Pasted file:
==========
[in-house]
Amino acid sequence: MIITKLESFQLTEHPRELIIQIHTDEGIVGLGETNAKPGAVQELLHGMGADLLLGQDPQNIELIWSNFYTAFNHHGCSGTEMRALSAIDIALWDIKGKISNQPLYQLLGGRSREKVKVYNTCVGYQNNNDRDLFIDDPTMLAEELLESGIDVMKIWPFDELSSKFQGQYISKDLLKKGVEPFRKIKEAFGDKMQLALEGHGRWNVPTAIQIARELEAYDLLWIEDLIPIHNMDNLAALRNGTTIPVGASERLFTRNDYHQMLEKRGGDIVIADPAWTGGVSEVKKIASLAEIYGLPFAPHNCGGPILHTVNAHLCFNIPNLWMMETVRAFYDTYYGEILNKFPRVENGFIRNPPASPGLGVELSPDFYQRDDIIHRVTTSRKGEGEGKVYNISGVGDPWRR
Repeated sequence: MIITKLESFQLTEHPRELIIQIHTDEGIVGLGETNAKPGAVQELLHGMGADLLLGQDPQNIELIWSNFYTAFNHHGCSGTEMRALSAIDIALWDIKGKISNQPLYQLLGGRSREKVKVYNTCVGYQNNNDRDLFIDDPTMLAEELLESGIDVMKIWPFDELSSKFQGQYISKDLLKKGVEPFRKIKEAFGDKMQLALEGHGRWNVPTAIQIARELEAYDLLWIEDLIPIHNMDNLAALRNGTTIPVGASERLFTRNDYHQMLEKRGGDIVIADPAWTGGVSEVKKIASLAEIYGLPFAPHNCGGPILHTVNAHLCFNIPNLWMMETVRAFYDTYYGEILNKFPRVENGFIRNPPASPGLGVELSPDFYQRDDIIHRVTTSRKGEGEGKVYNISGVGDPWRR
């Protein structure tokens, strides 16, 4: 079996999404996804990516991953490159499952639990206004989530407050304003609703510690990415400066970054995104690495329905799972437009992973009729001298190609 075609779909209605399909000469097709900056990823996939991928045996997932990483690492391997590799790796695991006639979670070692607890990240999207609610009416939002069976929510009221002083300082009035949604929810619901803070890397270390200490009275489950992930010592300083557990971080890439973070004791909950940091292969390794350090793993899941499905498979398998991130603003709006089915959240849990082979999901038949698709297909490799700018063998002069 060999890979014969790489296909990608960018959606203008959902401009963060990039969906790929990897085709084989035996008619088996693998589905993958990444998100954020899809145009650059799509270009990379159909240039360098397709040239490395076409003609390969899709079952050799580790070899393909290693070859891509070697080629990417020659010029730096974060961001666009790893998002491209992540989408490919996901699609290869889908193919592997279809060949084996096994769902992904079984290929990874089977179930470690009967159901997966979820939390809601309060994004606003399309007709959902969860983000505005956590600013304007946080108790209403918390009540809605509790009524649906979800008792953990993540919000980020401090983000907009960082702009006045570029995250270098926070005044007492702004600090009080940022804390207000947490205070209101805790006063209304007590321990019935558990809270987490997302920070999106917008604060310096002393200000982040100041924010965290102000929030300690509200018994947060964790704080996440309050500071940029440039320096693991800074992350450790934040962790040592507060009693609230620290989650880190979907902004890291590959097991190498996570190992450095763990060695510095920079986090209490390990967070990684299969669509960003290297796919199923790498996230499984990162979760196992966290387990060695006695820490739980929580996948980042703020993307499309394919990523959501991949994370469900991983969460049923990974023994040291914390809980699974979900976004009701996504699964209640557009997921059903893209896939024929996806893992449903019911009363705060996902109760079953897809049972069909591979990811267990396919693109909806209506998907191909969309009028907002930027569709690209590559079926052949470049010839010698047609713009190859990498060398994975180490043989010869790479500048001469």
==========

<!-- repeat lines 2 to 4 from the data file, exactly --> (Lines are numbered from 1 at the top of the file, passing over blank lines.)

Amino acid sequence: MIITKLESFQLTEHPRELIIQIHTDEGIVGLGETNAKPGAVQELLHGMGADLLLGQDPQNIELIWSNFYTAFNHHGCSGTEMRALSAIDIALWDIKGKISNQPLYQLLGGRSREKVKVYNTCVGYQNNNDRDLFIDDPTMLAEELLESGIDVMKIWPFDELSSKFQGQYISKDLLKKGVEPFRKIKEAFGDKMQLALEGHGRWNVPTAIQIARELEAYDLLWIEDLIPIHNMDNLAALRNGTTIPVGASERLFTRNDYHQMLEKRGGDIVIADPAWTGGVSEVKKIASLAEIYGLPFAPHNCGGPILHTVNAHLCFNIPNLWMMETVRAFYDTYYGEILNKFPRVENGFIRNPPASPGLGVELSPDFYQRDDIIHRVTTSRKGEGEGKVYNISGVGDPWRR
Repeated sequence: MIITKLESFQLTEHPRELIIQIHTDEGIVGLGETNAKPGAVQELLHGMGADLLLGQDPQNIELIWSNFYTAFNHHGCSGTEMRALSAIDIALWDIKGKISNQPLYQLLGGRSREKVKVYNTCVGYQNNNDRDLFIDDPTMLAEELLESGIDVMKIWPFDELSSKFQGQYISKDLLKKGVEPFRKIKEAFGDKMQLALEGHGRWNVPTAIQIARELEAYDLLWIEDLIPIHNMDNLAALRNGTTIPVGASERLFTRNDYHQMLEKRGGDIVIADPAWTGGVSEVKKIASLAEIYGLPFAPHNCGGPILHTVNAHLCFNIPNLWMMETVRAFYDTYYGEILNKFPRVENGFIRNPPASPGLGVELSPDFYQRDDIIHRVTTSRKGEGEGKVYNISGVGDPWRR
């Protein structure tokens, strides 16, 4: 079996999404996804990516991953490159499952639990206004989530407050304003609703510690990415400066970054995104690495329905799972437009992973009729001298190609 075609779909209605399909000469097709900056990823996939991928045996997932990483690492391997590799790796695991006639979670070692607890990240999207609610009416939002069976929510009221002083300082009035949604929810619901803070890397270390200490009275489950992930010592300083557990971080890439973070004791909950940091292969390794350090793993899941499905498979398998991130603003709006089915959240849990082979999901038949698709297909490799700018063998002069 060999890979014969790489296909990608960018959606203008959902401009963060990039969906790929990897085709084989035996008619088996693998589905993958990444998100954020899809145009650059799509270009990379159909240039360098397709040239490395076409003609390969899709079952050799580790070899393909290693070859891509070697080629990417020659010029730096974060961001666009790893998002491209992540989408490919996901699609290869889908193919592997279809060949084996096994769902992904079984290929990874089977179930470690009967159901997966979820939390809601309060994004606003399309007709959902969860983000505005956590600013304007946080108790209403918390009540809605509790009524649906979800008792953990993540919000980020401090983000907009960082702009006045570029995250270098926070005044007492702004600090009080940022804390207000947490205070209101805790006063209304007590321990019935558990809270987490997302920070999106917008604060310096002393200000982040100041924010965290102000929030300690509200018994947060964790704080996440309050500071940029440039320096693991800074992350450790934040962790040592507060009693609230620290989650880190979907902004890291590959097991190498996570190992450095763990060695510095920079986090209490390990967070990684299969669509960003290297796919199923790498996230499984990162979760196992966290387990060695006695820490739980929580996948980042703020993307499309394919990523959501991949994370469900991983969460049923990974023994040291914390809980699974979900976004009701996504699964209640557009997921059903893209896939024929996806893992449903019911009363705060996902109760079953897809049972069909591979990811267990396919693109909806209506998907191909969309009028907002930027569709690209590559079926052949470049010839010698047609713009190859990498060398994975180490043989010869790479500048001469």